Is cutting out meat affecting your energy levels?

Updated: Mar 20

Are you among the 25% of adults in UK and US who have taken steps to reduce their intake of animal products? If so, you might have found yourself feeling more tired.


Here we look at why that might be, and what you can do to keep your energy level up.



The success of Veganuary over the past few years has been truly astonishing, with over half a million people signing up in 2021 compared to 23,000 in 2017. This trend shows no sign of slowing down and more of us every day are making the choice to remove meat and other animal products from our diet.


Feeling tired?


I was chatting with a friend recently who has done just this. She cut out all meat and dairy and only occasionally ate fish and eggs. After a couple of months, she found her energy levels were dipping every day, she was suffering headaches and a lack of concentration. She also started craving meat and eventually succumbed to a juicy steak. After just a few weeks of eating a small amount of meat and increasing her fish and egg intake, her energy levels were back to normal and all the negative symptoms disappeared.



What's causing the problem?


Many people who make a conscious decision to become vegan will generally do their research, get advice and plan their diet with care. Those of us who decide to just "cut down" assume we can simply remove the animal sources and plug the gap with more wholefoods, pulses and legumes.


And that's where the problems start.


Potential deficiencies


People switching to plant-based often say they have less energy. Sometimes this is simply because they're eating less calories; meat and dairy are calorie-intensive so cutting out cheese, butter, milk, steak and sausages, and replacing them with the same size portions of wholefoods could mean losing a significant number of calories. The good news is you can eat lots more of these foods, so fill up your plate and introduce new foods to your daily meals.


It’s well-known that vegans and vegetarians need to pay attention to their protein sources. Animal products contain complete proteins, whereas you need to ‘blend’ your proteins to get all the essential amino acids when you’re dependent on plant sources (soy and quinoa are notable exceptions). Human beings seem to have understood this for millennia (long before we had Google). which is why dishes such as rice and peas form the basis of many traditional diets. Lack of protein can make you feel sluggish so check you’re designing your meals to provide all the amino acids you need.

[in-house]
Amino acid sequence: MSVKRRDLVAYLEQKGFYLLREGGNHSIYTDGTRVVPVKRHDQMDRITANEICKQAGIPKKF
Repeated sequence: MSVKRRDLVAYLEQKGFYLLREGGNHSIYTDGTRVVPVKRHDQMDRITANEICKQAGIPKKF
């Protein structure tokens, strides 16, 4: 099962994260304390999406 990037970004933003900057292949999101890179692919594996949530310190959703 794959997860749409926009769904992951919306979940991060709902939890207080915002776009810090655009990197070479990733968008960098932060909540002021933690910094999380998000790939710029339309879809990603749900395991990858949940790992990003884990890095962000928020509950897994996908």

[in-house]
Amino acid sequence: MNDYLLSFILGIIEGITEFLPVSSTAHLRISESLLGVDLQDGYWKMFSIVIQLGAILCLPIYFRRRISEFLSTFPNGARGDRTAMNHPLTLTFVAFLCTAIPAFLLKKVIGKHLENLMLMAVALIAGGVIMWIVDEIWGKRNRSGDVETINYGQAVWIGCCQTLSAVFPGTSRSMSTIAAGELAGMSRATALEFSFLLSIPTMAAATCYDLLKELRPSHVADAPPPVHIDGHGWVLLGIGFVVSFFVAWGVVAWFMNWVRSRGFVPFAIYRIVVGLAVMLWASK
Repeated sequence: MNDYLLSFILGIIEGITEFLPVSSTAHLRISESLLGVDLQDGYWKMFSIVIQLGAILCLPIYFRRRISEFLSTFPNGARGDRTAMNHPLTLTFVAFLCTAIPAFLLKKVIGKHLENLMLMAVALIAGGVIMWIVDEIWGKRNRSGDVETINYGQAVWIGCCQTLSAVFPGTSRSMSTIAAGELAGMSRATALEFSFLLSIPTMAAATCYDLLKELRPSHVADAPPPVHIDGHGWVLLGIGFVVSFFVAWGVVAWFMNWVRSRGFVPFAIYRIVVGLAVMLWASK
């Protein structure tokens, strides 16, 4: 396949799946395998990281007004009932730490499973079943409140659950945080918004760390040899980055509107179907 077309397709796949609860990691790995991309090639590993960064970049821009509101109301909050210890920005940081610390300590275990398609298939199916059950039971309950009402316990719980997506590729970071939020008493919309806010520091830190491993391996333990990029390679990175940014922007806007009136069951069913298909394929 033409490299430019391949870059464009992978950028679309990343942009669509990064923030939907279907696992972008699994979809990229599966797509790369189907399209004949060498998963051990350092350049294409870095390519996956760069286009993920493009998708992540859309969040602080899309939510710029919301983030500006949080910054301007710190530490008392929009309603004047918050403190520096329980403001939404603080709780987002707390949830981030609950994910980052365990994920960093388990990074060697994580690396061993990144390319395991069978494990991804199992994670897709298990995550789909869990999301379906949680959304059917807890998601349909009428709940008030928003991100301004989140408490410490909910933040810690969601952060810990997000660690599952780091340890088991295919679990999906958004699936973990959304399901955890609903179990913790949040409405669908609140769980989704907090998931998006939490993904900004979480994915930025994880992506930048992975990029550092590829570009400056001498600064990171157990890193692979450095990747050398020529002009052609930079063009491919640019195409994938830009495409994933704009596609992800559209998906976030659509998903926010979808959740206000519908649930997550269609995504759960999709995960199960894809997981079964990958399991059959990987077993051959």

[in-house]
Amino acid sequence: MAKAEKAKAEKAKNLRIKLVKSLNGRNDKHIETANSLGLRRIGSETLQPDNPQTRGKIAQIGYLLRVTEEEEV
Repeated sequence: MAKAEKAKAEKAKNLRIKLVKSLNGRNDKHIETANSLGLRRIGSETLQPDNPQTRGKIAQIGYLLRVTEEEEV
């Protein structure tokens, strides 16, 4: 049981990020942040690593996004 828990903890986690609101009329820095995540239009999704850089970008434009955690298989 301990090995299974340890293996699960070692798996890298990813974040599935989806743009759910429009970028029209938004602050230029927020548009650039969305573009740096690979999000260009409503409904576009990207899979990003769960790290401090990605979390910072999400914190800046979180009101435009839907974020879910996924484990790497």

Due to the absence of red meat in a plant-based diet, vegans (and vegetarians) are typically deficient in vitamin B12 and iron. This can lead to fatigue, headaches, dizziness and if left untreated, anaemia. (Independent.co.uk)

Vitamin B12


Vitamin B12 is an essential vitamin which helps make red blood cells and plays a crucial role in the health of your nervous system. Unfortunately, B12 is only found naturally in animal food and several studies have shown that, while anyone can have low vitamin B12 levels, vegetarians and vegans have a higher risk of deficiency. (Although some plant foods seem to contain a form of vitamin B12 naturally, there’s no scientific evidence to show it can be absorbed by the body.)




The recommended daily intake of B12 is 2.4 mcg per day for adults and the only scientifically proven way for vegans to reach these levels is by consuming B12-fortified foods or taking a vitamin B12 supplement.


Lots of products specifically targeted at vegans are fortified with B12 including some plant milks, breakfast cereals, and nutritional yeast.


Other nutrients which might be lacking in a solely plant-based diet include Iron, Calcium, and Vitamin D. As your diet changes, so too does your microbiome, and the bacteria in your gut. Getting a personalised nutritional plan could help you develop a healthy, balanced eating pattern.


Supplements


Most vegans and vegetarians will take supplements to achieve optimum levels of essential nutrients. The danger is that 'occasional' non-meat eaters may not be aware they are lacking.

I discussed this with my friend and recommended a high-quality wholefood supplement which will provide her with these key nutrients. As she adapts to her new plant-based life, and learns more about how to get the nutrients she needs from her diet, she may be able to reduce her supplement needs but, to achieve optimum wellness, some supplementation may always be necessary.

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